Simon Sharpe is a former government policy adviser on energy and climate change and was deputy director of the government’s Cop26 unit. In his recent book, Five Times Faster, he argues politicians are not solely to blame for tardy responses to climate change. Just as culpable are policymakers, advisers, economists, diplomats and scientists within government. They tend to be the only people who understand the granular detail so end up setting targets and signposting how to reach them. But, Sharpe argues, they often ask the wrong questions or fail to convey the gravity of climate change to their political masters. Our predicament, he says, is akin to a frog in a gently warming pot of water. The frog chooses to ignore the warming: in five minutes it’s unlikely to boil to death but after 15 minutes it’s cooked. What that frog needs, says Sharpe, is a chief scientific adviser to give it hard truths and practical policies.
Do UK politicians ‘get’ how serious climate change, and the threat to the UK, is?
We’re entering a period of climate instability that human civilisation has never experienced. Half of our food is imported, so future food security is at risk from heat extremes, droughts, floods and rising sea levels that will affect crop-producing areas and pollinators. National security will be affected by how countries and communities respond to parts of the world becoming less habitable. Politicians are like other people: most believe climate change is serious but only a minority read and think about it enough to get a feel for just how serious.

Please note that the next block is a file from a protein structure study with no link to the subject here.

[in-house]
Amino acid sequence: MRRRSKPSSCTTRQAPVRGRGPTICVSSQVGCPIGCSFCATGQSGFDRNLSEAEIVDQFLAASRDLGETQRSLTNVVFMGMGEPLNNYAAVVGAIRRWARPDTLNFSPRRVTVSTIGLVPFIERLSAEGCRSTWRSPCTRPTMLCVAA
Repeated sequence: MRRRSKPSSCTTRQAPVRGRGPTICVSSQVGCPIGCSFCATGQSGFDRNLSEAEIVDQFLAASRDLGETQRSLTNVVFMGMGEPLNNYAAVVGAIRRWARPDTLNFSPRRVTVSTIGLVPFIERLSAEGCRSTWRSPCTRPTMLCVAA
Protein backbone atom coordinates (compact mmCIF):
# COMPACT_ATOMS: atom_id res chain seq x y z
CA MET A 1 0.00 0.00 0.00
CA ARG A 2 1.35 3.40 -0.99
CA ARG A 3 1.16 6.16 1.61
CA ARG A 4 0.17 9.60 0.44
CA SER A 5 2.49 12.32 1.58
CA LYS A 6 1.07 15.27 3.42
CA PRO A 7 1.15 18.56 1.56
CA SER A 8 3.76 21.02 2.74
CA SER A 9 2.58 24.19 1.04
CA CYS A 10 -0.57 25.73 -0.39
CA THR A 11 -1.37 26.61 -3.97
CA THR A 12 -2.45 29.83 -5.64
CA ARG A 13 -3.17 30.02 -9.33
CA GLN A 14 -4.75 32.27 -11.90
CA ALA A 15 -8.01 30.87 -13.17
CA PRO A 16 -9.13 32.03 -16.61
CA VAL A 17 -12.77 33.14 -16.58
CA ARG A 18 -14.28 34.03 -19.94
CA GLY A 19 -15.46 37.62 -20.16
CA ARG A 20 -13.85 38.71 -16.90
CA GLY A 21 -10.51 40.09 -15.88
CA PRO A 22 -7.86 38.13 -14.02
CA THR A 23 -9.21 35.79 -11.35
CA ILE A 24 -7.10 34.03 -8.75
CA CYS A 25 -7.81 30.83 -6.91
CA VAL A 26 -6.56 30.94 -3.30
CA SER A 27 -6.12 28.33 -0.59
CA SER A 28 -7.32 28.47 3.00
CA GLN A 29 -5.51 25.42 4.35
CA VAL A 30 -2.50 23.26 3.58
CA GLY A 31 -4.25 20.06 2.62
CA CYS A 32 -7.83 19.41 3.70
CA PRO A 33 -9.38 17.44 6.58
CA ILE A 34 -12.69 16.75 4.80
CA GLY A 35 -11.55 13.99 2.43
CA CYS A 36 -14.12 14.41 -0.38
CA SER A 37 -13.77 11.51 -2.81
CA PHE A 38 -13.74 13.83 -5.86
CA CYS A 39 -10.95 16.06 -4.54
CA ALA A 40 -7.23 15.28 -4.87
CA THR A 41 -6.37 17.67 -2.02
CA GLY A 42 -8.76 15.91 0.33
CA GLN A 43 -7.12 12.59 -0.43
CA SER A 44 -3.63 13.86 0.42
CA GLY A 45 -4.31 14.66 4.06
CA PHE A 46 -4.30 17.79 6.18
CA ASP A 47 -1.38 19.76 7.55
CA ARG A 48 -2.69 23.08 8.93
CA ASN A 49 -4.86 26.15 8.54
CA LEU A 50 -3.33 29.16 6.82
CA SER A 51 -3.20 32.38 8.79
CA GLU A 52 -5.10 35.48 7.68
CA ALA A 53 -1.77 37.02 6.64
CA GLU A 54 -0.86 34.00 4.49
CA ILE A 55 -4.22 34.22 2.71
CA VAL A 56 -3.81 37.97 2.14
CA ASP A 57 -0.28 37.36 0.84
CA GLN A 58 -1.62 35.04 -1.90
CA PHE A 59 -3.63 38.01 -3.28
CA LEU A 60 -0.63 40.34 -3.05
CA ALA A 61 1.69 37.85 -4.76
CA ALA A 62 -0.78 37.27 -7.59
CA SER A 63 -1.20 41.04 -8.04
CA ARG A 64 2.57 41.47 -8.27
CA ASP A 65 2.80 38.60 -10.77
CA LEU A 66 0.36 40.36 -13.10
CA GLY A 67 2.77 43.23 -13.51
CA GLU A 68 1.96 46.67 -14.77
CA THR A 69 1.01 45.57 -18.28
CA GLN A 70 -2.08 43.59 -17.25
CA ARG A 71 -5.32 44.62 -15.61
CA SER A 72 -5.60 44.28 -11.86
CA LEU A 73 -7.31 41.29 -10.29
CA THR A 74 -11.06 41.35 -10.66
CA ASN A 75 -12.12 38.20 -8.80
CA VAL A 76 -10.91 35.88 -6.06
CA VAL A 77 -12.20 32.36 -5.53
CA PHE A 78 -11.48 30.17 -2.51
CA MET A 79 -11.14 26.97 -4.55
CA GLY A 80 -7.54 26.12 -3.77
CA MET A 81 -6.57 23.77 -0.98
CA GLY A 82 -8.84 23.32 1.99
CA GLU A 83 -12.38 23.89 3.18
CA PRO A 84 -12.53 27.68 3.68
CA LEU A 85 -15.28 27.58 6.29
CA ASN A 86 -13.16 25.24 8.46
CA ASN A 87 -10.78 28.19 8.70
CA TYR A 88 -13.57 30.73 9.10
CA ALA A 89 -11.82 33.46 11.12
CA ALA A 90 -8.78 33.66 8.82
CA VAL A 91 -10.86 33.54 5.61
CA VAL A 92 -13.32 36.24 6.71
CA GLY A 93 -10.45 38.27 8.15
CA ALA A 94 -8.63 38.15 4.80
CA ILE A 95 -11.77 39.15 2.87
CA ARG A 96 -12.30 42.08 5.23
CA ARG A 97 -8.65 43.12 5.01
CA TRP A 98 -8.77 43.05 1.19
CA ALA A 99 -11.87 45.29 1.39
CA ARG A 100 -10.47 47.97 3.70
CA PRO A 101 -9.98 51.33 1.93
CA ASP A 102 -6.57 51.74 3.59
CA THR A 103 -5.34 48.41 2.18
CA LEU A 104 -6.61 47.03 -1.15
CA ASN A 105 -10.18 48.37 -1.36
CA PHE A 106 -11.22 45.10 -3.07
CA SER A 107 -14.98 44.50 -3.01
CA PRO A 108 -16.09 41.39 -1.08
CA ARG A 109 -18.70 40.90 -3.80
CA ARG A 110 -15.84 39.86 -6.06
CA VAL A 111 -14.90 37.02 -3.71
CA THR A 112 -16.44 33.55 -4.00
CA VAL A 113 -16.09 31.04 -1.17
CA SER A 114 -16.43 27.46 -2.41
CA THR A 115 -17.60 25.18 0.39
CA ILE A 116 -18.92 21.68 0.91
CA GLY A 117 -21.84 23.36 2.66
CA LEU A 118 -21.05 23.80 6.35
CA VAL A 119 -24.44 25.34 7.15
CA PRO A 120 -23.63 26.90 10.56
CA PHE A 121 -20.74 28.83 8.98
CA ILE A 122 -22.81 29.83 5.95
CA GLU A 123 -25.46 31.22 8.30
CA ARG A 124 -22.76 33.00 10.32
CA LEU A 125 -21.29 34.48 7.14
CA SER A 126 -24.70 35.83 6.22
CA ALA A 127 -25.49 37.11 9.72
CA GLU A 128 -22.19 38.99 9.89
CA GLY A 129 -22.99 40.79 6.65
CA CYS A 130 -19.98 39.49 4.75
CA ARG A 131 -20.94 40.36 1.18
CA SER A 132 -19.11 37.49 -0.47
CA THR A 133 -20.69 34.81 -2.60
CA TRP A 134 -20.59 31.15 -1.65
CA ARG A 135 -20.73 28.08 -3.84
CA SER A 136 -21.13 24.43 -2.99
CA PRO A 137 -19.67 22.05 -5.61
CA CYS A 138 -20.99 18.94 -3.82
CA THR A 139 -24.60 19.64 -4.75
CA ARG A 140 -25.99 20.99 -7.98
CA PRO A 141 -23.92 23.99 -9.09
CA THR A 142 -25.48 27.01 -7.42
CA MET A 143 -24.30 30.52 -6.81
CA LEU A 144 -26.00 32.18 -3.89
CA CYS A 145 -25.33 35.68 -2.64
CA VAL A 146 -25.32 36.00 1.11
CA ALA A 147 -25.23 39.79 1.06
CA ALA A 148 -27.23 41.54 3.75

Does the civil service analyse the risks in the right way?
The problem is that most information on climate change is produced and communicated as prediction, telling us what is most likely to happen, rather than as risk assessment, which would tell us the worst that could happen.
Few people in government are aware, for example, that the upper limit of sea-level rise against which London could protect itself has been estimated at 5m. A plausible worst-case scenario sees this reached by 2150; long-term, sea-level rise from 2°C global warming is likely to be around 10m. Few people are aware that, in the 2030s, millions of people are likely to encounter conditions of heat and humidity that exceed the body’s limit of tolerance – even if you rest in the shade tipping water over yourself, you would still die of heat stress.
Can the civil service better convey climate change risks to politicians?
Risk assessment is done well in public policy areas such as counter-terrorism, nuclear proliferation, civil emergencies and public health. We ought to do an equally thorough job of climate change risk assessment.
That requires the right institutional processes. Three elements are essential: fund research for risk assessment, identifying worst-case impacts; involve people with expertise in risk assessment in interpreting the findings (don’t leave this entirely to scientists, who prefer to err on the side of understatement); summarise the findings in a short and holistic risk assessment that is communicated annually to the prime minister and the cabinet.
How does policymaking need to change to achieve net zero in time?